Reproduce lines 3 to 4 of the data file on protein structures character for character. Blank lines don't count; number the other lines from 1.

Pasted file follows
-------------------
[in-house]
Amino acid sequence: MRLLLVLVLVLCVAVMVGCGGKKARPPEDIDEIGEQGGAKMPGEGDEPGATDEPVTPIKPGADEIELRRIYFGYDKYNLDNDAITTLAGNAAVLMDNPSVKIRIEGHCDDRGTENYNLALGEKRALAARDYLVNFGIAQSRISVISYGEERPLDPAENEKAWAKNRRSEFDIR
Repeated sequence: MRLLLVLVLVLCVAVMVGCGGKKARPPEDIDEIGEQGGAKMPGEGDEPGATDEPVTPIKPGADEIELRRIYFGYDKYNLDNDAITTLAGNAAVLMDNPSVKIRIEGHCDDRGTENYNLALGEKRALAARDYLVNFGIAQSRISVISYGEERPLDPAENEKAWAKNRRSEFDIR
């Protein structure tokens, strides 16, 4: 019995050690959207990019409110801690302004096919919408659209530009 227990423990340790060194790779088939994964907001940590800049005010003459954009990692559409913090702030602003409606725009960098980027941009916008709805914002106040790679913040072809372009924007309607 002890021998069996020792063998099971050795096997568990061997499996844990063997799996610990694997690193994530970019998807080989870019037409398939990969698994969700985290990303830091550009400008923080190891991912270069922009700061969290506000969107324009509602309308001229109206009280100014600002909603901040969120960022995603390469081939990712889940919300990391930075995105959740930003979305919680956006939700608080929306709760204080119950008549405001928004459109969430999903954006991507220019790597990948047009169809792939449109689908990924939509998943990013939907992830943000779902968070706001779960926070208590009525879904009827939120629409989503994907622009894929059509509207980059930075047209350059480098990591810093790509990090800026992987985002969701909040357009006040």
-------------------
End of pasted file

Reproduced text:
Repeated sequence: MRLLLVLVLVLCVAVMVGCGGKKARPPEDIDEIGEQGGAKMPGEGDEPGATDEPVTPIKPGADEIELRRIYFGYDKYNLDNDAITTLAGNAAVLMDNPSVKIRIEGHCDDRGTENYNLALGEKRALAARDYLVNFGIAQSRISVISYGEERPLDPAENEKAWAKNRRSEFDIR
């Protein structure tokens, strides 16, 4: 019995050690959207990019409110801690302004096919919408659209530009 227990423990340790060194790779088939994964907001940590800049005010003459954009990692559409913090702030602003409606725009960098980027941009916008709805914002106040790679913040072809372009924007309607 002890021998069996020792063998099971050795096997568990061997499996844990063997799996610990694997690193994530970019998807080989870019037409398939990969698994969700985290990303830091550009400008923080190891991912270069922009700061969290506000969107324009509602309308001229109206009280100014600002909603901040969120960022995603390469081939990712889940919300990391930075995105959740930003979305919680956006939700608080929306709760204080119950008549405001928004459109969430999903954006991507220019790597990948047009169809792939449109689908990924939509998943990013939907992830943000779902968070706001779960926070208590009525879904009827939120629409989503994907622009894929059509509207980059930075047209350059480098990591810093790509990090800026992987985002969701909040357009006040």